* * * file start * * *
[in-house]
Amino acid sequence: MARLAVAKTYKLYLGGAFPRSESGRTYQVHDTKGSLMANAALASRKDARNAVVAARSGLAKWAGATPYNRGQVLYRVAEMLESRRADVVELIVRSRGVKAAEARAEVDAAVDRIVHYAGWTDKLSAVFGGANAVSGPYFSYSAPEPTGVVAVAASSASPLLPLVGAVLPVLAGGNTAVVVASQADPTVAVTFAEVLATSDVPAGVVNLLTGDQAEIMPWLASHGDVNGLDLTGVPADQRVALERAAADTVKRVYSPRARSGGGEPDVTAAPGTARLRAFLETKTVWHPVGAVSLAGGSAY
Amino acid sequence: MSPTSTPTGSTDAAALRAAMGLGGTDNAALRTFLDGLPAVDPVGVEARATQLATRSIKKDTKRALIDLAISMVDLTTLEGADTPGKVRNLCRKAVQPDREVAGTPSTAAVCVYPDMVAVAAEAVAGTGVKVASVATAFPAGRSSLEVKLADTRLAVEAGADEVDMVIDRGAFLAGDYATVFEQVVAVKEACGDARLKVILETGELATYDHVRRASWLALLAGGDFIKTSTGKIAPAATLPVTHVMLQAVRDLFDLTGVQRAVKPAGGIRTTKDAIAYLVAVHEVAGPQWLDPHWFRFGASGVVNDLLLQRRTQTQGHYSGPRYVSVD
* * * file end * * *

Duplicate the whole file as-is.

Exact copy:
[in-house]
Amino acid sequence: MARLAVAKTYKLYLGGAFPRSESGRTYQVHDTKGSLMANAALASRKDARNAVVAARSGLAKWAGATPYNRGQVLYRVAEMLESRRADVVELIVRSRGVKAAEARAEVDAAVDRIVHYAGWTDKLSAVFGGANAVSGPYFSYSAPEPTGVVAVAASSASPLLPLVGAVLPVLAGGNTAVVVASQADPTVAVTFAEVLATSDVPAGVVNLLTGDQAEIMPWLASHGDVNGLDLTGVPADQRVALERAAADTVKRVYSPRARSGGGEPDVTAAPGTARLRAFLETKTVWHPVGAVSLAGGSAY
Amino acid sequence: MSPTSTPTGSTDAAALRAAMGLGGTDNAALRTFLDGLPAVDPVGVEARATQLATRSIKKDTKRALIDLAISMVDLTTLEGADTPGKVRNLCRKAVQPDREVAGTPSTAAVCVYPDMVAVAAEAVAGTGVKVASVATAFPAGRSSLEVKLADTRLAVEAGADEVDMVIDRGAFLAGDYATVFEQVVAVKEACGDARLKVILETGELATYDHVRRASWLALLAGGDFIKTSTGKIAPAATLPVTHVMLQAVRDLFDLTGVQRAVKPAGGIRTTKDAIAYLVAVHEVAGPQWLDPHWFRFGASGVVNDLLLQRRTQTQGHYSGPRYVSVD